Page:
In 2006, NEC, one of the 25 biggest consumer-electronics firms in the world, went public with the results of a two-year investigation. The company had been receiving complants about products it didn't even make: DVD players, cellphones, MP3 players. Investigators from International Risk, a private security firm employed by NEC, ultimately uncovered a shadow version of the company operating out of corporate offices in China, with ties to more than 50 manufacturing facilities. "On the surface, it looked like a series of intellectual-property infringements, but in reality a highly organized group has attempted to hijack the entire brand," says Steve Vickers, the former Hong Kong police inspector who was in charge of the investigation for International Risk. Executives had their own NEC business cards and e-mail add-resses. They had marketing plans and distribution networks in place. Some "company" facilities even had electronic signs bearing huge, lighted NEC logos. Most bold of all, the bogus NEC actually charged the manufacturers it worked with royalties on its designs.
The investigation led to raids last year on 18 of the manufacturing sites and the seizure of nearly 50,000 fake products. Yet the factories themselves are still operating, just not using the NEC name. The ringleaders of the scam have yet to be caught; like the Samsung copiers, they are thought to still be making fakes.
Death to the Bootleggers
The Chery QQ demonstrates more than just the skill of modern cloning. It also illustrates the danger. Easy-fit doors and rearview mirrors aside, there are differences-scary differences-between the Spark/Matiz and the QQ. As news of the copycat car spread last year, a German automotive club conducted and videotaped a comparative crash test between the two vehicles. When the Matiz hits the barrier, the front end crumples. The rear of the car bucks upward and then thuds back to the ground. An impact chart shows serious yet nonfatal injuries to both the driver's and passenger's head and legs (the chart distinguishes impact with color: the redder the deadlier). The Chery hits the obstacle at the same speed. The rear end of the car lifts higher than the Matiz and begins to rotate. The driver-side door pops open. Hood, engine and roof crumple into the passenger compartment. The frame buckles, bringing the vehicle flat to the ground. On the impact chart, the driver's head, neck and chest are brown and red: not survivable.
Over the past few months, concern over the safety of Chinese copies, as well as legitimate products with Chinese ingredients or brand names, has become more real to consumers in the U.S. In June, the FDA warned consumers about Chinese-made toothpaste, millions of tubes of which were on-sale in the U.S. The substance in the toothpaste-diethylene glycol, a toxic component of antifreeze-had been used as a substitute for glycerin, a common sweetener. A similar substitution killed about 100 people in Panama last year.
Ironically, well-publicized, embarrassing cases like this could actually provide some of the impetus necessary to vault China into the sixth stage of cloning-making better-than-real products. "If Western-style controls are put in place, that's just another way the infringers will learn how to do a better job of what they do," says Danny Friedmann, a Dutch intellectual-property expert who runs a blog called IP Dragon.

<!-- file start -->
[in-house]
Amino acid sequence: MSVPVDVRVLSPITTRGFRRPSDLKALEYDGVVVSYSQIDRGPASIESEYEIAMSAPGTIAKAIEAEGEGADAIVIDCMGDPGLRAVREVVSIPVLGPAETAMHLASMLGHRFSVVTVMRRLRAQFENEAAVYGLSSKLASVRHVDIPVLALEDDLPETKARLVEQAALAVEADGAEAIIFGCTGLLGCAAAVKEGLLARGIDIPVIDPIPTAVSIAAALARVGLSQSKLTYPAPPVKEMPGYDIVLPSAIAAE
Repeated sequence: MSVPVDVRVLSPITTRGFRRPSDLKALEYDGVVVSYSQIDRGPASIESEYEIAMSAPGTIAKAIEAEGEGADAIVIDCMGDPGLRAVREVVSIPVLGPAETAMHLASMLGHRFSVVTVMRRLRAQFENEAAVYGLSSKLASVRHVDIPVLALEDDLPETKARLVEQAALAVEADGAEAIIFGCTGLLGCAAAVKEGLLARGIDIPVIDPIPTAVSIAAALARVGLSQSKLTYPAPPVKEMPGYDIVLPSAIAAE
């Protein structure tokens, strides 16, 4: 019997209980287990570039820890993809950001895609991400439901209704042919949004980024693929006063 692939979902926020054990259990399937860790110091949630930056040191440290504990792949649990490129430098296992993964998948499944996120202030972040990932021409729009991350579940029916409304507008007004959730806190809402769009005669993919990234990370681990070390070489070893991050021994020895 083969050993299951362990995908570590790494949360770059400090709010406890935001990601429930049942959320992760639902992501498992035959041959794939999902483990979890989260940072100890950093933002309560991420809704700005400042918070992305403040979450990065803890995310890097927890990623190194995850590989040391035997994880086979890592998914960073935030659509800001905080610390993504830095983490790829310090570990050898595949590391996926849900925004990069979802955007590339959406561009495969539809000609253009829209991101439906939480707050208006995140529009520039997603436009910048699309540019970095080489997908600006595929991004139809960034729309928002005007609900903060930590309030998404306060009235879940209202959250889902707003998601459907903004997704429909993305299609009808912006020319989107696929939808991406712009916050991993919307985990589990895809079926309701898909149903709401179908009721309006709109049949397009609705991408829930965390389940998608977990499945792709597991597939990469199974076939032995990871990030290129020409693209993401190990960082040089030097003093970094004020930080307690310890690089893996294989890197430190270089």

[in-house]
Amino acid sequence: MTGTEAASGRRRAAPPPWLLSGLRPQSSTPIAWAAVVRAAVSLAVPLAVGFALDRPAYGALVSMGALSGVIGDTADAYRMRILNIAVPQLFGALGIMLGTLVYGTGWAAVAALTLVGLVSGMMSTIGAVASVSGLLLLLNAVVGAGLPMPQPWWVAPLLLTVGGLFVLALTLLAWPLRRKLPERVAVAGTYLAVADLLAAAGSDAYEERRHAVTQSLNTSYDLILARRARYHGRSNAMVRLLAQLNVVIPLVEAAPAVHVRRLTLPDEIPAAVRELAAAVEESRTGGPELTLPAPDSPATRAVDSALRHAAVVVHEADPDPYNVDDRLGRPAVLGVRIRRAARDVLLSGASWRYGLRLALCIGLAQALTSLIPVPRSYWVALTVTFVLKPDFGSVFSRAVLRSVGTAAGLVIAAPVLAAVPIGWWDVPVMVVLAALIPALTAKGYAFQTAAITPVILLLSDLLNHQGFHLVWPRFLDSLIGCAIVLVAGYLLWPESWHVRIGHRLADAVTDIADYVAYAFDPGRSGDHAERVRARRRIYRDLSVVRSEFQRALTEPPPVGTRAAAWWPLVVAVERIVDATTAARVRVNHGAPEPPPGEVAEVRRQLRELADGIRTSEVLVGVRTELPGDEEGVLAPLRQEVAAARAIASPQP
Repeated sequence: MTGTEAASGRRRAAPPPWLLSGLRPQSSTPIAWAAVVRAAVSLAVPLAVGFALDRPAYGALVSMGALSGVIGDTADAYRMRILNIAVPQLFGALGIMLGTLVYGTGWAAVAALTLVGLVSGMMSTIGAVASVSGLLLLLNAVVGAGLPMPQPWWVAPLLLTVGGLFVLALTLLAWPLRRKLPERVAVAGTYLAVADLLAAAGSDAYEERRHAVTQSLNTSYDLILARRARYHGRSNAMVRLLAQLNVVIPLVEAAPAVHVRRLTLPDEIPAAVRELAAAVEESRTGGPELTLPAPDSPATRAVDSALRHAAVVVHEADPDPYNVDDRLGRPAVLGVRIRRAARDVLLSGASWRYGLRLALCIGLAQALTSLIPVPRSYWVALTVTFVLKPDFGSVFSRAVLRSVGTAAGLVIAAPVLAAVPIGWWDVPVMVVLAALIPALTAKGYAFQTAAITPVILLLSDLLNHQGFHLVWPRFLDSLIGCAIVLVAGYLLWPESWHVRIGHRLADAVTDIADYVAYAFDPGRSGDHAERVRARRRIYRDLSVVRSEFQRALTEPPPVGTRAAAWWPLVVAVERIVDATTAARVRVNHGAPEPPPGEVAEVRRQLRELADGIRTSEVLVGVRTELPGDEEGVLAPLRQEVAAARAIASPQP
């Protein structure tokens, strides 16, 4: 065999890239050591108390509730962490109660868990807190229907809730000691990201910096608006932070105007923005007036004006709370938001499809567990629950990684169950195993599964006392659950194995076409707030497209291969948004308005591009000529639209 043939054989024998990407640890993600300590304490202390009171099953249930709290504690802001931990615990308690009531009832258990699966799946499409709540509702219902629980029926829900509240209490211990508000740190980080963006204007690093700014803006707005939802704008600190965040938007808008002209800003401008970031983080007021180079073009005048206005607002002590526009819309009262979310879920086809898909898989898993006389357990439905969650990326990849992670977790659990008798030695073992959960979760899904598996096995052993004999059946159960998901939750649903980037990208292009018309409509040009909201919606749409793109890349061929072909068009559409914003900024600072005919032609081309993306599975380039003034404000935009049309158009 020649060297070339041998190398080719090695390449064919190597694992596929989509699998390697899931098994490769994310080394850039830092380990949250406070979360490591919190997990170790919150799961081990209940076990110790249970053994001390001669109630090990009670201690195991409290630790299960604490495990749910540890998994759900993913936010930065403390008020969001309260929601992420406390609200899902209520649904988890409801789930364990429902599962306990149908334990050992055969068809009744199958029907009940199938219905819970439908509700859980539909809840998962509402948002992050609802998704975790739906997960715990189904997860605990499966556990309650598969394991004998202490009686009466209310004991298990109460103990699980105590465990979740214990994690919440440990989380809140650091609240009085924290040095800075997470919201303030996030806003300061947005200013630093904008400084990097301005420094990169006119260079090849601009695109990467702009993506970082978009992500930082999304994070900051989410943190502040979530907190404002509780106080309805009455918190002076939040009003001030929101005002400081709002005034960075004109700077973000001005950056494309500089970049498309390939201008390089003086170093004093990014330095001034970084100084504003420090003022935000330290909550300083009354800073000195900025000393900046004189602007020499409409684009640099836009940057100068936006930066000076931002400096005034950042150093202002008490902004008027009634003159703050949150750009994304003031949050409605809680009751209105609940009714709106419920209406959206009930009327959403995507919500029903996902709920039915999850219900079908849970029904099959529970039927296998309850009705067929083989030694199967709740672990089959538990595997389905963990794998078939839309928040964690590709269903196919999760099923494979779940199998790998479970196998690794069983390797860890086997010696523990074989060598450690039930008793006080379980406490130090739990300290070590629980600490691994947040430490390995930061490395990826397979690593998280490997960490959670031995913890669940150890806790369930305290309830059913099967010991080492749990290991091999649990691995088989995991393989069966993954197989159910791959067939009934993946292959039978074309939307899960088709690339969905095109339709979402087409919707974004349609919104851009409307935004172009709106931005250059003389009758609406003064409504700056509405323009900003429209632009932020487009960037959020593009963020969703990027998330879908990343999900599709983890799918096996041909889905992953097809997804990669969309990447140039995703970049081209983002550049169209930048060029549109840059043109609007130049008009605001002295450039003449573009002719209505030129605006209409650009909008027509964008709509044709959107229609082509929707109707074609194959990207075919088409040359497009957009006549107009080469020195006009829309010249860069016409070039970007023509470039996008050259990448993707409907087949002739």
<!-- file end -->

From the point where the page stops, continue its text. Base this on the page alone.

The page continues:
Although there have been legal victories against cloners, most of the time they have been minor and fleeting. Last year, Sony won a lawsuit against a Guangzhou company that was copying the company's camcorder batteries. In another of the most watched cases, Prada, Chanel, Gucci, Burberry and Louis Vuitton sued Beijing's organized "Silk Market," one of the city's most well-visited locales for fake goods, and shut it down. Despite the low monetary damages-$75,000 for Sony, and $12,500 in the Silk Market affair-the victories were hailed by some as part of a growing recognition in China that counterfeiting needs to be halted. The cases demonstrated the "strong resolve of the Chinese authorities in protecting intellectual-property rights," says Tan Loke Khoon, head of the intellectual-property practice in Hong Kong and China at the law firm Baker & McKenzie, which brought the two lawsuits.
But on my visit to Beijing, the Silk Market hadn't just reopened. It had expanded, turning itself from a seedy array of tiny stalls into a full-fledged modern shopping mall: a forbidden city of fakes. That's part of the dilemma in "fixing" the counterfeit problem, Friedmann says: "There's an impression that China is strongly controlled by the central government. The truth is that there's power everywhere. China is filled with 'little emperors' who can do whatever they want."
Yet when a cloner is brought to justice-especially if the case makes headlines, embarrassing the Chinese authorities-punishment can be both swift and harsh. On May 29, Zheng Xiaoyu, the former head of China's FDA, was sentenced to death after taking the equivalent of $850,000 in bribes. The bribes were given in part to secure the approval of a counterfeit antibiotic that later killed 10 people in 2006. The Chinese court said the sentence was warranted and that Zheng had "endangered public life and health," as well as "the efficiency of China's drug monitoring." According to Jiang Zhipei, a Chinese supreme-court justice specializing in intellectual-property cases, punishments like this show that "the judicial system is working actively to make people aware of how important this is." Zheng was executed on July 10.single page